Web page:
have that meeting. this was clearly planned. and there's a huge amount of evidence from the russian side that this was a major government operation as well. the general prosecutor of russia, the foreign minister of russia, everybody has been talking about getting rid of the act and this was just one of their approaches to get rid of it. >> that's bill browder joining me earlier on msnbc. coming up, what to do about the north korea crisis. the stakes are as high as they've ever been as north korea pulls off its most powerful test yet. we're going to break it all down next. pampers. unlike ordinary diapers with two layers, pampers have three absorbent layers to stay up to three times drier, so babies can sleep soundly all night. wishing you love, sleep and play. pampers.
breaking news in the north korea crisis. president trump talking by phone this morning with sorj counterpart moon after north korea claims it successfully tested a hydrogen bomb which is much more powerful than a regular atomic bomb and able to be put on to a missile. south korea's presidential office says the two leaders agreed to boost south korea's missile capabilities. also today, u.s. ambassador nikki haley urging diplomacy at an emergency meeting of the security council. >> his abusive use of missiles and his nuclear threats show that he is begging for war. war is never something the united states wants. we don't want it now. the time has come to exhaust all diplomatic means to end this crisis, and that means quickly enacting the strongest possible
measures here in the u.s. security council. >> south korea responded today with a massive show of force, live fire drills, f. 15 fighter jets in a simulated attack against north korea. now, north korea claims its latest bomb was small enough to fit on an intercontinental ballistic missile that could reach the united states. u.s. intelligence analysis is on going, but initial indications are what it says it was. president trump now considering its options in the cries that he's dealt with since taking office. >> a year of strategic patients with the north korea regime has failed. many years and it's failed. and frankly, that patience is over. >> north korea best not make any more threats to the united states. they will be met with fire and fury, like the world has never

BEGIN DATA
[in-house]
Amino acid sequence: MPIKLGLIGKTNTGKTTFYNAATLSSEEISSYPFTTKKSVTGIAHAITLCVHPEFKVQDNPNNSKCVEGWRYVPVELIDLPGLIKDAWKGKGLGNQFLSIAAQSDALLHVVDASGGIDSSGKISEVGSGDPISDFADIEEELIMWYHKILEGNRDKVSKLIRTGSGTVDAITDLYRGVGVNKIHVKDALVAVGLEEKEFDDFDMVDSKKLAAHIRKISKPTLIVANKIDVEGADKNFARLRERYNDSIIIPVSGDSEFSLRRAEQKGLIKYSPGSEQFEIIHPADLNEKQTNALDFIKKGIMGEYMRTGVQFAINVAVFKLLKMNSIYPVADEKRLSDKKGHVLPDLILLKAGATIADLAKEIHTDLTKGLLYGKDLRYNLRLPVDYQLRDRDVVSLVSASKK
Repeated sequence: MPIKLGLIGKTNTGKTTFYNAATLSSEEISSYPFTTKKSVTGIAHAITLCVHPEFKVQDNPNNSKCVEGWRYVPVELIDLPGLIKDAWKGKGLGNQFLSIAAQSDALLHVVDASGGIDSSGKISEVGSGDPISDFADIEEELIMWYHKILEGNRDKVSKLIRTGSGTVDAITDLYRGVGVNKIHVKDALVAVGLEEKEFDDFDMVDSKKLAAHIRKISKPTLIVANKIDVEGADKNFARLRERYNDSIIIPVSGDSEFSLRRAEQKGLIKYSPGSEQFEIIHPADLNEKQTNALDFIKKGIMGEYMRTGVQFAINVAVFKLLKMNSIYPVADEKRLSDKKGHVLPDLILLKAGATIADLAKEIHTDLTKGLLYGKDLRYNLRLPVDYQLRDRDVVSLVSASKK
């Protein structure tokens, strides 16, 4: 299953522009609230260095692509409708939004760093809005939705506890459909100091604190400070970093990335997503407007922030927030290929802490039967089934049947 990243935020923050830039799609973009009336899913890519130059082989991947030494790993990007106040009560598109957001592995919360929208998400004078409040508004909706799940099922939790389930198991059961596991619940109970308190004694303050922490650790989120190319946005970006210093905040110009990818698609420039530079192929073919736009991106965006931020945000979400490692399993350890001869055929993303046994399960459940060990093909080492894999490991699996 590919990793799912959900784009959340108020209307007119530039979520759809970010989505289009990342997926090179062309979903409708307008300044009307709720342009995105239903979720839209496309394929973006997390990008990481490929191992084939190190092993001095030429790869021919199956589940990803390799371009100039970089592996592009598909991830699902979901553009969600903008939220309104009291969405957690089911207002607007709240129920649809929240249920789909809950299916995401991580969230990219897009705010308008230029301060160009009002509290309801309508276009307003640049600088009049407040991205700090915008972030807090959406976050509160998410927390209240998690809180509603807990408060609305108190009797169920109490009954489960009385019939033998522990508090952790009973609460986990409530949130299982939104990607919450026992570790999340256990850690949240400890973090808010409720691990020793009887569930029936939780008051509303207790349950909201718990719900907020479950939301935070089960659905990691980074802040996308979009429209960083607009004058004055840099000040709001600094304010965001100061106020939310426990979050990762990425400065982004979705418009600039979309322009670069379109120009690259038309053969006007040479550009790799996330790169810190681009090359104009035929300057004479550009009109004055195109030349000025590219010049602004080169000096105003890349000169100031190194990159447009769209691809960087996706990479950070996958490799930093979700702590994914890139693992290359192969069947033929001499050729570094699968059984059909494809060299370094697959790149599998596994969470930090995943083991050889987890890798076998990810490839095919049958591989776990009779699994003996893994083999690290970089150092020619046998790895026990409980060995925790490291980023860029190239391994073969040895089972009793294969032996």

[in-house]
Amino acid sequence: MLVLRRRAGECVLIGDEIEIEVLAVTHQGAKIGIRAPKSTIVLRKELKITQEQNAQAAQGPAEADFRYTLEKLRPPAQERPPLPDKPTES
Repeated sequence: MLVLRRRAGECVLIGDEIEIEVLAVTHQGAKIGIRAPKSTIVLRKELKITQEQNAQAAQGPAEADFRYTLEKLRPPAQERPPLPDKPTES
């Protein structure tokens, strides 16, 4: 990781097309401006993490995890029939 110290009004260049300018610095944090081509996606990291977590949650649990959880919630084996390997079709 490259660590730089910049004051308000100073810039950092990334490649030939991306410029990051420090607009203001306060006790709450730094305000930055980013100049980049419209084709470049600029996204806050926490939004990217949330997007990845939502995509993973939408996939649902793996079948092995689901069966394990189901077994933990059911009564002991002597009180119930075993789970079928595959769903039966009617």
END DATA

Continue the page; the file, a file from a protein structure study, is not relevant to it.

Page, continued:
seen. >> i can tell you what i said, that's not strong enough. some people said it was too strong. it's not strong enough. but kim jong-un, i respect the fact that i believe he is starting to respect us. >> mr. president, will you attack north korea? >> we'll see. >> so the thing we have to think about are the military stakes. there's extremely high. 25 million people live in south korea's capital of seoul, which is just 35 miles from the border. also 140,000 americans are in the neighborhood, including 28.5,000 u.s. troops. there are more troops in the area in japan, hawaii, guam and other parts of asia. right across the border to the north korean side of it, there are 1.2 million north korean regular soldiers and 7.7 million